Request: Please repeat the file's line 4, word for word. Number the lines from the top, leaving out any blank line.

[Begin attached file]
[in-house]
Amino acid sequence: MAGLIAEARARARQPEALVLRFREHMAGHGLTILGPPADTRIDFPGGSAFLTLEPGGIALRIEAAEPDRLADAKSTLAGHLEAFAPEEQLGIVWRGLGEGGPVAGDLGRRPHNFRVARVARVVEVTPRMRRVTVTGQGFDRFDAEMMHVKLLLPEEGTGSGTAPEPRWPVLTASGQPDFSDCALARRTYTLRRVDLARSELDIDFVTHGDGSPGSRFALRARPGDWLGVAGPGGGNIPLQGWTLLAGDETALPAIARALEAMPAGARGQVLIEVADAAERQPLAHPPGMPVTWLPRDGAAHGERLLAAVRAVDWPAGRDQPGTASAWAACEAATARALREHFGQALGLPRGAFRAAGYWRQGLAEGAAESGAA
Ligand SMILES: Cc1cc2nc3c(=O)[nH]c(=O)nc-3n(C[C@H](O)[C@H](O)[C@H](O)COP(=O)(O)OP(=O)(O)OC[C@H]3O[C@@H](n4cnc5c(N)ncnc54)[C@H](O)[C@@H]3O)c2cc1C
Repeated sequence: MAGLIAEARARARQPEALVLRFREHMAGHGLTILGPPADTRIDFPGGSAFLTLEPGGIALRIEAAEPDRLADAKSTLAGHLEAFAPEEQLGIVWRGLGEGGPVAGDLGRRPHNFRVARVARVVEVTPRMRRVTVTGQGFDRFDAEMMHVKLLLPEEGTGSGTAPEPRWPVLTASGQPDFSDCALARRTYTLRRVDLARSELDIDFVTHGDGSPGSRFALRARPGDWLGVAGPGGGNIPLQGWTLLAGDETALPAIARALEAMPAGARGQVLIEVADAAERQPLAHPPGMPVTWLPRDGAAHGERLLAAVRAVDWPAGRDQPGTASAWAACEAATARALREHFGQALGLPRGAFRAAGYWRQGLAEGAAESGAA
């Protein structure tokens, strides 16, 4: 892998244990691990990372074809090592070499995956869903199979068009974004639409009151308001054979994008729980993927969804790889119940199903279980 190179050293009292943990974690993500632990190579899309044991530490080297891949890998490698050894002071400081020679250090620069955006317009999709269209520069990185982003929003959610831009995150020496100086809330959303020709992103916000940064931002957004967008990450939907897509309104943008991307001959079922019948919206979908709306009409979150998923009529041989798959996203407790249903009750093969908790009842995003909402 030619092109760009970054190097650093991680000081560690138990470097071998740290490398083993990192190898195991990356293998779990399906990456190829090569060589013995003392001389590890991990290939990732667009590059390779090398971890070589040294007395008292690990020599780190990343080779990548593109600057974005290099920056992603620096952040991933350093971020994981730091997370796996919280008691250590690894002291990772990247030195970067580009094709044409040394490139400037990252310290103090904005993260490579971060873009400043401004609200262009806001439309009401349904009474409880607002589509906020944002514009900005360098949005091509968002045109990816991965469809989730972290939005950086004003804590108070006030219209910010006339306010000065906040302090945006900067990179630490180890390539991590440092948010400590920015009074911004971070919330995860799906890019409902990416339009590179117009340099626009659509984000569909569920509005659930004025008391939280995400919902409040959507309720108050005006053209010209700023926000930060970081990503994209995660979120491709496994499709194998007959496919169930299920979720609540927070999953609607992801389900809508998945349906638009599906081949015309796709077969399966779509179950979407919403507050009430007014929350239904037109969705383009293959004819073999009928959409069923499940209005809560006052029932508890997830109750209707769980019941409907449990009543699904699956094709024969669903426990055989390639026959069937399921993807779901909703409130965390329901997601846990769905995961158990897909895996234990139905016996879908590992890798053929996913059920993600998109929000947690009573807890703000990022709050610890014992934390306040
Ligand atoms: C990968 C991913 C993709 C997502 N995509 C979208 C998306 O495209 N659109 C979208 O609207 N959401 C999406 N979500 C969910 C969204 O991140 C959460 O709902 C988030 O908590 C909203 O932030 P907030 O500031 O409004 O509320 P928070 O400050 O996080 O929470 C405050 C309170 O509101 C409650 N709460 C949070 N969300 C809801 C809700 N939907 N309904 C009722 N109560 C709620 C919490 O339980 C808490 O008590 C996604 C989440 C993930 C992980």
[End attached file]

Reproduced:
Repeated sequence: MAGLIAEARARARQPEALVLRFREHMAGHGLTILGPPADTRIDFPGGSAFLTLEPGGIALRIEAAEPDRLADAKSTLAGHLEAFAPEEQLGIVWRGLGEGGPVAGDLGRRPHNFRVARVARVVEVTPRMRRVTVTGQGFDRFDAEMMHVKLLLPEEGTGSGTAPEPRWPVLTASGQPDFSDCALARRTYTLRRVDLARSELDIDFVTHGDGSPGSRFALRARPGDWLGVAGPGGGNIPLQGWTLLAGDETALPAIARALEAMPAGARGQVLIEVADAAERQPLAHPPGMPVTWLPRDGAAHGERLLAAVRAVDWPAGRDQPGTASAWAACEAATARALREHFGQALGLPRGAFRAAGYWRQGLAEGAAESGAA